The Korean War 1950-1953 by Carter Malkasian

This was a more or less conventional history of the Korean War, focusing on Cold War strategies and policies. It notes that the Korean Was the first and only war in which the major powers…the Soviet Union, China, the United States, and its allies…actually engaged in direct armed conflict with each other. MacArthur is given more favorable treatment than he deserves, but the author argues that Matthew Ridgeway was the greater military leader. This book has a rather official military tone, understandable given that the author is a former soldier and professional military historian, but it is still a fairly good, concise treatment of a subject that more Americans should make an effort to understand.

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Death on the Installment Plan by Louis-Ferdinand Celine

Celine has a way of writing about perfectly horrible experiences in a way that makes you laugh out loud. This book is a work of genius, although not quite as good as *Journey to the End of Night*. It’s too bad he didn’t write more. He has an uncanny way of finding humor in all the petty miseries of life, and humor is possibly the best antidote for such misery.

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The Middle Ages by Morris Bishop

This was a marvellous book, a concise introduction to a vast subject. There are many fascinating aspects to this period, all of which receive their due in this work. Yet I have to say that overall the Middle Ages were a low point in the history of Western Civilization, and I think the tendency to romanticize this period is entirely misguided. Medieval Europe was not enlightened…but it was certainly not boring, as this book attests. I like to think that if I had been born in the Middle Ages I would have been a monk, but more likely with my luck I would have been a serf. The lot of serfs was not enviable, but at least they had job security. The knights and nobles of Christendom were mostly a horrible lot who have been given more favorable press than they deserve. The record of the clergy is mixed. Remarkably, the bourgeoisie emerges as the true builders and pioneers of modern civilization. But this book makes me very glad to be living in this period.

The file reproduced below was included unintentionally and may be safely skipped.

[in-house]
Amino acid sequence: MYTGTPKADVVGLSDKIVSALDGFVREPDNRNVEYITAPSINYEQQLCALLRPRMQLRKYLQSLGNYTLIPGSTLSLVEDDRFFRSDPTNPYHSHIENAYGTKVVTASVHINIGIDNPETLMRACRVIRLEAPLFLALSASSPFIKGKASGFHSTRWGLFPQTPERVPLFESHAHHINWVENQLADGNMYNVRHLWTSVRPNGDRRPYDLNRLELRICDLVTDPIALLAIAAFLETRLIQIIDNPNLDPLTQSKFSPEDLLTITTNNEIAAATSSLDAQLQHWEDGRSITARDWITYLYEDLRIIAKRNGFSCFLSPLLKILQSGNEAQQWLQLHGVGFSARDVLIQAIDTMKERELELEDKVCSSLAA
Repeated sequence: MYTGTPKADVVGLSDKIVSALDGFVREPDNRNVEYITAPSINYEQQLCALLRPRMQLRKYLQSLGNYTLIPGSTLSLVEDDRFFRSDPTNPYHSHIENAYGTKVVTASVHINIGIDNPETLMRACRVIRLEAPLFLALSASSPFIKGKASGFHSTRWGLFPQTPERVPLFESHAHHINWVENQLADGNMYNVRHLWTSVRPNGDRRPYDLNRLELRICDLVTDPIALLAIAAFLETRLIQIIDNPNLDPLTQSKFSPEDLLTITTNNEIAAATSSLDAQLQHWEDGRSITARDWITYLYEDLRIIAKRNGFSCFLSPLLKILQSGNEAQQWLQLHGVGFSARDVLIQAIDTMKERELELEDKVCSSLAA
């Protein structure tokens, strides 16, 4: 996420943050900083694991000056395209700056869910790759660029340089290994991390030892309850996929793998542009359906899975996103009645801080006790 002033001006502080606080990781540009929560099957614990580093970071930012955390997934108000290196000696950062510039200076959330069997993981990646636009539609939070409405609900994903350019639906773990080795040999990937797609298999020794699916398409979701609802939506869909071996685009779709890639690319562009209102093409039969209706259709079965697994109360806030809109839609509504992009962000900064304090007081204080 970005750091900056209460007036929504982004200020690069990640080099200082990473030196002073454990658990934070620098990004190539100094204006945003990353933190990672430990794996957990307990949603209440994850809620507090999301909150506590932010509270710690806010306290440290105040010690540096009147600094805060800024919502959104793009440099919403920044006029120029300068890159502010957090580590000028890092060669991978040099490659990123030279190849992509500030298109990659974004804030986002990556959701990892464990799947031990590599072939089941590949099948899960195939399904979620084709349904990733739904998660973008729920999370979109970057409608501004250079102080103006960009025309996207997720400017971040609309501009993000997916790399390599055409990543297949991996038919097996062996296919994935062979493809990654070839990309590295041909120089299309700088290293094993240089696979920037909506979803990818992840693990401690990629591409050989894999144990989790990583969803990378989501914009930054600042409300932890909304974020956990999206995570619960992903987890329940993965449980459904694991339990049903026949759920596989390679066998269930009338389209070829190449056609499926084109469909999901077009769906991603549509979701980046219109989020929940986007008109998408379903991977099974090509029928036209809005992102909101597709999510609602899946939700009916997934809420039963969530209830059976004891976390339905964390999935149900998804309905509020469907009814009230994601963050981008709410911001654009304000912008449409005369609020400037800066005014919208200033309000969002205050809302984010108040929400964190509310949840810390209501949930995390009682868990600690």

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Premature Evaluation: Sundown Towns

An important story, very badly told.

Before and, more crucially, immediately after the American Civil War, African-Americans were widely dispersed throughout the country. By the 1940s, however, blacks living outside the South were concentrated in particular areas of the largest cities. In Sundown Towns: A Hidden Dimension of American Racism James Loewen asks how that happened, and the answer is that white Americans drove them out. The book’s title comes from signs that were posted outside of many — just how many is one of the key preoccupations of the book — cities and towns that read (roughly), “Nigger don’t let the sun go down on you in Town-Name.”

Loewen’s research suggests that the vast majority of towns, counties, suburbs and cities that were all white, or nearly all-white, were that way by design, and were kept that way by a combination of restriction and violence. In the first state that he examined in detail, Illinois, Loewen found that more than 95 per cent of the lily-white towns were sundown towns. In neighboring Indiana, the rate was also above 90 per cent.

The repercussions of this hidden history shape the American culture and landscape to this day. And while obviously much has changed, towns that were sundown by policy persisted at least until the 1980s, and some probably remain that way even today. It’s an important story.

Unfortunately, as a narrator, Loewen is well-nigh insufferable. There is too much signposting, too much of him telling you what an idiot everyone else is for not knowing what he knows, too much condescension toward the reader. (An online example.) It doesn’t look like there’s a monograph that the book is based on, which is a pity, because Sundown Towns is a particularly bad sort of popularization. I may slog on towards the end, in hopes that the details make it worth enduring Loewen’s presence. If not, I’ll stick with the take-away: an all-white town in America is almost certainly not that way by coincidence, but rather the end result of state and private power to keep black Americans out.